Lavender and Lace Celtic Spring 3: completion of the cross stitch

I’ve been going into overdrive on this ‘Celtic Spring’ design from Lavender and Lace for the past couple of weeks – and this week I’ve reached the point of the completion of the cross stitch (there’s still hours of beading to do, though!).

Lavender and Lace Celtic Spring cross stitch

I can’t seem to capture the correct colour of the fabric in my images – it’s Prairie Grain 28 count linen, and it’s really quite a greenish shade, but it keeps coming out beige in my pictures! But it does make a very good contrast to the purples in the design in real life (I’m using the called for fabric).

Lavender and Lace Celtic Spring cross stitch

For the back half of the skirt, I decided to stitch all the purple first, and then fill in with the gold thread. This took me ages, but was quite therapeutic to do.

Lavender and Lace Celtic Spring cross stitch

Then, with the front half of the skirt, I stitched all the gold thread first, to see if that would make it easier to count out the design. Half way through, I decided that it didn’t help doing it that way, but I was stuck with it by then  😦

Lavender and Lace Celtic Spring cross stitch

But when both halves were stitched, they did look lovely!

Lavender and Lace Celtic Spring cross stitch

I then went back over the design and did the small amount of backstitch – mainly around the face and hands.

Lavender and Lace Celtic Spring cross stitch

Now I’ve just got the beading to do, which should really make this design pop!

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8 thoughts on “Lavender and Lace Celtic Spring 3: completion of the cross stitch”

  1. Your stitching is beautiful. I am stitching the Angel of Christmas (not sure of correct title) but it is stitched with reds and gold. Hopefully seeing how lovely your angel is I should try and get mine finished for next Christmas. Seems a long time ahead but the way the weeks are spinning by, I’d best get it out.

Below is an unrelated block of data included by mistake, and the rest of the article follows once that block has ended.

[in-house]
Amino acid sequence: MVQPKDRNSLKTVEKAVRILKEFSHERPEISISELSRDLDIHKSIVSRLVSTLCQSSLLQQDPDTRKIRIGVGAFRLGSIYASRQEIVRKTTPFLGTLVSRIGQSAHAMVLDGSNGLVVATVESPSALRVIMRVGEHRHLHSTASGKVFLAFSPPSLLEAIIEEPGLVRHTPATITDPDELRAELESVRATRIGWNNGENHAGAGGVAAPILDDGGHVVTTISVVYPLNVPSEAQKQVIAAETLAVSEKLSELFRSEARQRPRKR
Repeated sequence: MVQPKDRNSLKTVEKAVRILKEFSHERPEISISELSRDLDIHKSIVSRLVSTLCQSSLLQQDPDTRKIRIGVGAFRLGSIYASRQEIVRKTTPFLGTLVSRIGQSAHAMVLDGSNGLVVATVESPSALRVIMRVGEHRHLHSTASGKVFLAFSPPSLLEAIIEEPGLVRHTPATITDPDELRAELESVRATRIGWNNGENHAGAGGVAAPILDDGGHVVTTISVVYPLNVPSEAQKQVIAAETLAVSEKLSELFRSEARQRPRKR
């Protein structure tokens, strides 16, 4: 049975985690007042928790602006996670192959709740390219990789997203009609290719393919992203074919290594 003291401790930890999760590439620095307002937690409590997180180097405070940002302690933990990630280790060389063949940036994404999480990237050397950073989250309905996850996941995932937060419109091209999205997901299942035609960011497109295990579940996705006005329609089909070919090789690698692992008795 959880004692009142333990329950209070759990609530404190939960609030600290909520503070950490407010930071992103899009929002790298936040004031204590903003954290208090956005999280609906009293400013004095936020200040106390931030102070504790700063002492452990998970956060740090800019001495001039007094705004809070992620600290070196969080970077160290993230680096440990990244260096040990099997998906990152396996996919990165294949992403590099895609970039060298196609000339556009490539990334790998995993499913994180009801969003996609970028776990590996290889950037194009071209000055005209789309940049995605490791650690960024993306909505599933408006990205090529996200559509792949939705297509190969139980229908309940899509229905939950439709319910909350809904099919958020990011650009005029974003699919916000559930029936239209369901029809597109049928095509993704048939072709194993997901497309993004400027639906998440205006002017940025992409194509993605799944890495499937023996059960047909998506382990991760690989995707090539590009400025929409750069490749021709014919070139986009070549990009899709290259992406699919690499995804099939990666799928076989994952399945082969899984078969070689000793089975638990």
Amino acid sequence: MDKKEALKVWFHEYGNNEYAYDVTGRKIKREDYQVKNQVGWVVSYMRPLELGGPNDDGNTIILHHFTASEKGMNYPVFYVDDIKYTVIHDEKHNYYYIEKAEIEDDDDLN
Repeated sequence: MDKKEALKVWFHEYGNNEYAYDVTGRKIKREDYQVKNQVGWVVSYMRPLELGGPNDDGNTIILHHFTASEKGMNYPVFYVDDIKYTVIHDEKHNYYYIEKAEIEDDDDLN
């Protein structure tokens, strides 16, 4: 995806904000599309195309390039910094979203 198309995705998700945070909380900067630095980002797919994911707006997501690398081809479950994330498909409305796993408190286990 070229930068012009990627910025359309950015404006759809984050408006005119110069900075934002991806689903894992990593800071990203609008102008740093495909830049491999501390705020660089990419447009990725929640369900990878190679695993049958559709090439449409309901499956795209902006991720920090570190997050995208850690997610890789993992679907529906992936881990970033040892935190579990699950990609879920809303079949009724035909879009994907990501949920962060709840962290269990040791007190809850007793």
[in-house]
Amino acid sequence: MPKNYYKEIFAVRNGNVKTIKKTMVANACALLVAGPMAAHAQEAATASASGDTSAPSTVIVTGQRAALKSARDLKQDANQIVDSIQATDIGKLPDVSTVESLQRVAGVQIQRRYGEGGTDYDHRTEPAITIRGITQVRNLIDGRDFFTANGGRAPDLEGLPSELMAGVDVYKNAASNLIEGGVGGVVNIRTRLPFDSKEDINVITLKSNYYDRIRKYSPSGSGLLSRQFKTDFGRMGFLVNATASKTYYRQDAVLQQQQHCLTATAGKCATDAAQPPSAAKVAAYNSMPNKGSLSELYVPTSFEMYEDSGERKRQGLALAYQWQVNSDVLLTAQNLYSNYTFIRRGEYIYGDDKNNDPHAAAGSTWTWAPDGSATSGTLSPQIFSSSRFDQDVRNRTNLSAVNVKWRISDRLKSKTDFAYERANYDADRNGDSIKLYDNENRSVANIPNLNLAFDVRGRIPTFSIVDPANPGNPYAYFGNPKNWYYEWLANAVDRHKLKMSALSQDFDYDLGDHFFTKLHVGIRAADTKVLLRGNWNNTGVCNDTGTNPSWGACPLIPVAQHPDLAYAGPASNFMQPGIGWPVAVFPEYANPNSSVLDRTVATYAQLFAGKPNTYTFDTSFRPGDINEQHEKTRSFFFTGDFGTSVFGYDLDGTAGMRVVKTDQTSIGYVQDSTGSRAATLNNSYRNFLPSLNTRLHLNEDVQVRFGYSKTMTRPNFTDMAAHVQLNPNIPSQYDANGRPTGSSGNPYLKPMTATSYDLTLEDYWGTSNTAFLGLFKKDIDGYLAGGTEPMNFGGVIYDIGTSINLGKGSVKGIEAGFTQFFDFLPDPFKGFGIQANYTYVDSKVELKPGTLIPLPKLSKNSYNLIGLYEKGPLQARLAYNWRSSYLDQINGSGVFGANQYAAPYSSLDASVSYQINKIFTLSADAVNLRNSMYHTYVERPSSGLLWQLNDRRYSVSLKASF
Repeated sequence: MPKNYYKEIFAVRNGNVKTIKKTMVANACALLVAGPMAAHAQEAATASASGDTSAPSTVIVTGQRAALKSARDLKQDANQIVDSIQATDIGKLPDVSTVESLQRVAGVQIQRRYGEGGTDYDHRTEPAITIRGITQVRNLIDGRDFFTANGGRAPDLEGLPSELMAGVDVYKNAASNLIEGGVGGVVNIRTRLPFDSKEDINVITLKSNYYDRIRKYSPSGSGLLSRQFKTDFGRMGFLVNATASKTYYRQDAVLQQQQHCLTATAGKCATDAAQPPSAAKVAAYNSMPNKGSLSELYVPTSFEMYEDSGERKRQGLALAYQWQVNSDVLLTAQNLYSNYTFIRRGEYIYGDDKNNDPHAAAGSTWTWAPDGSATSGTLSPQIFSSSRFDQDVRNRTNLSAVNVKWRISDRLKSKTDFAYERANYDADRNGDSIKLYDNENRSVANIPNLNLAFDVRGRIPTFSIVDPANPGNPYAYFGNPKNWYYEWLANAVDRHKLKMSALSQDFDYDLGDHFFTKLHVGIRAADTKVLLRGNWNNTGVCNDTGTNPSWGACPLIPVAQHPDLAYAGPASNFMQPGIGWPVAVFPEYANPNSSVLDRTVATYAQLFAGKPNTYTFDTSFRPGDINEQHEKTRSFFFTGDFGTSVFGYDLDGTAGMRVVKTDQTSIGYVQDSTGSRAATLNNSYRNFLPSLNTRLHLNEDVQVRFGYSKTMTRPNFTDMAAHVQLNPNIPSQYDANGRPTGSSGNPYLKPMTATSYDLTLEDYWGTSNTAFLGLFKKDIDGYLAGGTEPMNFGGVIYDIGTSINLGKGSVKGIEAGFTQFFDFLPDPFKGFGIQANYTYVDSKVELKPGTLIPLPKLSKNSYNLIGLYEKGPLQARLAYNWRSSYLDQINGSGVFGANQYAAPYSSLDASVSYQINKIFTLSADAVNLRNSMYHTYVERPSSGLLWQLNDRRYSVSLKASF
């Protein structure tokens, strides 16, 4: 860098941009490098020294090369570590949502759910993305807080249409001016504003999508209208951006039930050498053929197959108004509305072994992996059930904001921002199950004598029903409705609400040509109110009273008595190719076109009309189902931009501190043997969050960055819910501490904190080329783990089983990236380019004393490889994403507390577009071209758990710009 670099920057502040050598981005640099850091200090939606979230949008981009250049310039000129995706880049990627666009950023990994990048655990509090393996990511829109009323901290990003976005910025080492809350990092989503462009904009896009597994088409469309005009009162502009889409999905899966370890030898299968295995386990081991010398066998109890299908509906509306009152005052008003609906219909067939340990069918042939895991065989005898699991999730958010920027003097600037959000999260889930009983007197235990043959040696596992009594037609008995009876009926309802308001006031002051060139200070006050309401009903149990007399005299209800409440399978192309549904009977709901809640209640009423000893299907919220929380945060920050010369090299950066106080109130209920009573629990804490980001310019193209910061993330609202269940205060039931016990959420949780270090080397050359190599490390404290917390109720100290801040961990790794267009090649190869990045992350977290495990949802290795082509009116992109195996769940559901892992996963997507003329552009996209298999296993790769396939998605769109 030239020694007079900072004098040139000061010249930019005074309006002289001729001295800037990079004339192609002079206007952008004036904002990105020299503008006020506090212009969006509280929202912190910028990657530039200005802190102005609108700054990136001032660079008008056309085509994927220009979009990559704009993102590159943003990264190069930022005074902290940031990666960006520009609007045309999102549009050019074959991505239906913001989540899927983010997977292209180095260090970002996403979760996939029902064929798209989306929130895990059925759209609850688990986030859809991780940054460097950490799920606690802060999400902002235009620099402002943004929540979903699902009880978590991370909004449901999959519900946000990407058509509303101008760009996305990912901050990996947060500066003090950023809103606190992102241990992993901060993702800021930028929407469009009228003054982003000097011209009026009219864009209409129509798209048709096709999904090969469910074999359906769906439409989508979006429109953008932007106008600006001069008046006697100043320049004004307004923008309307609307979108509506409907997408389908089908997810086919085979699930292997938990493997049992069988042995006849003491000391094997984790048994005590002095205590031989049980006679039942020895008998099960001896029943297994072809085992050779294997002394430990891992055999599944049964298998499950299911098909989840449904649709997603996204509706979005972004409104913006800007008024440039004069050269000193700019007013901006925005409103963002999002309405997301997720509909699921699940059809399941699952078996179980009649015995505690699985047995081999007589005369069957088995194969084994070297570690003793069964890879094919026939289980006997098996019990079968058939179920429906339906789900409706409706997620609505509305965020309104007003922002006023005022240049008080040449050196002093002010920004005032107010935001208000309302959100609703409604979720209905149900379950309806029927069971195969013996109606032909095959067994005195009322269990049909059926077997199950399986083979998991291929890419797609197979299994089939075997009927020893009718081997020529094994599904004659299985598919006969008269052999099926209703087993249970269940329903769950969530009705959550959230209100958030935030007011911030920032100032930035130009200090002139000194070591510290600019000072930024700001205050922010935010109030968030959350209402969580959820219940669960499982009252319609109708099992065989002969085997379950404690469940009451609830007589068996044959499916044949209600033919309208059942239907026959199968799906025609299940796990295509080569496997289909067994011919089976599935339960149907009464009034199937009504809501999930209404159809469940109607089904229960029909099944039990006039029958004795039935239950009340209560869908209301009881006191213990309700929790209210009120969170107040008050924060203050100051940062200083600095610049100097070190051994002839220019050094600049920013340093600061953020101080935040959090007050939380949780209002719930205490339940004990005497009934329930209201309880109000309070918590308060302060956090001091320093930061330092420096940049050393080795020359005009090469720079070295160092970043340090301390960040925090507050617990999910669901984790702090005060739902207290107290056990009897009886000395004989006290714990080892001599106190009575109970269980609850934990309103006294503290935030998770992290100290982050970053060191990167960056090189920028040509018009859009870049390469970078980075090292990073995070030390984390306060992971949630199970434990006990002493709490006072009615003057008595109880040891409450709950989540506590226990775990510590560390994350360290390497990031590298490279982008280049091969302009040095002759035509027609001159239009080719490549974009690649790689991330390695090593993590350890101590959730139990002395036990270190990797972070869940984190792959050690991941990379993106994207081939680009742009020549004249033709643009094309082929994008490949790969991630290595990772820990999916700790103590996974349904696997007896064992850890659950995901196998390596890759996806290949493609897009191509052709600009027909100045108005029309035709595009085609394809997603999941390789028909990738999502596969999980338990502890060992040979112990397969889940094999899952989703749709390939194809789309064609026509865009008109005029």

1. Thank you! I’ve got the Christmas one kitted up and ready, but they do take a significant amount of time to stitch – between 80 and a hundred hours each, I think. The Christmas one was the one I saw first, years ago, and eventually I want to stitch them all.

  2. Hi Janet,

    Really love this design – so pretty and delicate – but I wonder if you could tell me a little about the scroll frame you are working on please? I am looking for a new frame for the future and not sure what to get.

    Hannah

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    1. It’s a 14 inch by 24 inch Symphony Frame from Siesta Frames. It’s made by Woodmac Woodcrafts. It has a double dowel at the top, so that you can clamp the top bar if you need to, without crushing your fabric on the second bar down. The dowel that you wrap the fabric around is a split dowel, with a thin stick that you use to hold your fabric in place without having to tack it on. Other rotating frames that are good are here: https://www.siestaframes.com/acatalog/Rotating-Roller-Tapestry-Frames.html I love Siesta’s frames – they come in loads of sizes, and they’re fairly cheap, but they last for years. I rest mine on a Stitchmaster Floor Frame (wooden version) which is great, but the wooden version is no longer available. There’s one on Ebay today for £31 (bid) so far, with a lamp and a chartholder, which is really good value – I paid over £70 for mine, with the accessories! https://www.ebay.co.uk/itm/Daylight-stitchmaster-embroidery-floor-stand-chart-holder-and-magnifying-lamp/223505749161?hash=item3409fb14a9:g:oM8AAOSwM6Vcz0kq

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